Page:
The fee for registering a phone purchased abroad with the Ministry of Communications has gone up significantly
Azerbaijani citizens will now have to pay anywhere from AZN 30 to 150 (between USD 17 and 88), depending on the market value of the phone, to have a mobile device purchased or delivered from abroad registered with the Ministry of Communications.
Earlier, the price was AZN 5 (about USD 3).
The registration of new mobile devices is a mandatory procedure, without which phones are unable to access mobile networks. If a phone is bought in a local shop, then the vendor pays for registration. However, if a phone is shipped in from abroad, then the purchaser is responsible for registering it.
After the value of the Azerbaijan manat fell twice in 2015 and 2016, prices for many items, including technology, significantly increased. For many residents of Azerbaijan, it was cheaper to order or bring in a phone from abroad. Now it will be far more costly to do so in this fashion.
However, it is still unknown when the new rule will come into effect.
The new rule will affect only individuals, and not companies that import telephones for sale.
Economist Natiq Jafarli says that the aim of raising the price is to ‘lobby the interests of large importers’.
Head of the NGO ‘Multimedia’, Osman Gündüz, is concerned that this will ‘put the brakes on the development of electronic governance and digital society, because it will be less attractive to purchase devices that support high-speed traffic’.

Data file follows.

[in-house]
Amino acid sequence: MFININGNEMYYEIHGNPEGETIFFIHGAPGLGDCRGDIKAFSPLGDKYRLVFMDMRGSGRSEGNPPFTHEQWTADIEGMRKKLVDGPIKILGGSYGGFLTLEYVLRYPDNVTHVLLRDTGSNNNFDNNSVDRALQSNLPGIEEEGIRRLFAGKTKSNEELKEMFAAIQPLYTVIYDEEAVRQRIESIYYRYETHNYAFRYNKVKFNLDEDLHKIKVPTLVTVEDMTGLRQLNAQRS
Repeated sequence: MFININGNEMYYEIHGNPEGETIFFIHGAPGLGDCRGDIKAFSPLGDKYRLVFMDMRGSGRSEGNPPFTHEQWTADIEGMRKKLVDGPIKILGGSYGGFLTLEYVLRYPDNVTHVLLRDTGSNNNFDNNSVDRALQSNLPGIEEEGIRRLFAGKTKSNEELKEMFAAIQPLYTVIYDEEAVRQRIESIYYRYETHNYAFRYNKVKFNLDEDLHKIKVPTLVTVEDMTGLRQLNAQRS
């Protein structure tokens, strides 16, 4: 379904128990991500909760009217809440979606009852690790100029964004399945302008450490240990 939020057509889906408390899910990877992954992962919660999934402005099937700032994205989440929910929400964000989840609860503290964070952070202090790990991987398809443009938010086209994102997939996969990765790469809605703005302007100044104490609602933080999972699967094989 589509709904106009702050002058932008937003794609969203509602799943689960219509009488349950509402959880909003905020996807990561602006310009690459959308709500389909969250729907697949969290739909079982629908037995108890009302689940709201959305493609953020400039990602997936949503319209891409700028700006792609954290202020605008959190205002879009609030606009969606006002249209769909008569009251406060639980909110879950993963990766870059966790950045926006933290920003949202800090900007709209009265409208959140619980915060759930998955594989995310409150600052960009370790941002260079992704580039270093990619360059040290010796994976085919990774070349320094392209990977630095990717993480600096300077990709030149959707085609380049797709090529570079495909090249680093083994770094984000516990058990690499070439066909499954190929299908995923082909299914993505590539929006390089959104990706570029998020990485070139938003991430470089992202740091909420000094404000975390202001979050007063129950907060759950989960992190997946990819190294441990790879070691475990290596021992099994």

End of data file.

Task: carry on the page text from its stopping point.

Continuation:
The price for mobile phone registrations increased almost at the same time as that of public transport. Social media users have reacted bitterly to the two events:
“They’re doing everything right! Our people can take anything, they’ll swallow everything and won’t go on strike. Let them make the price of registering phones equal to the purchase price – people will swallow this in silence.”
“Why get fed up over the little things? Let them impose a tax on life itself.”
“In order to get more money into the treasury and maintain social justice, we have to impose taxes on luxury, and not silly taxes on services which, in theory, should be free.”
However, some have tried looking at the situation with optimism:
“There is nothing horrible about this, we don’t buy telephones everyday. The main thing is that produce and utilities don’t go up in price.”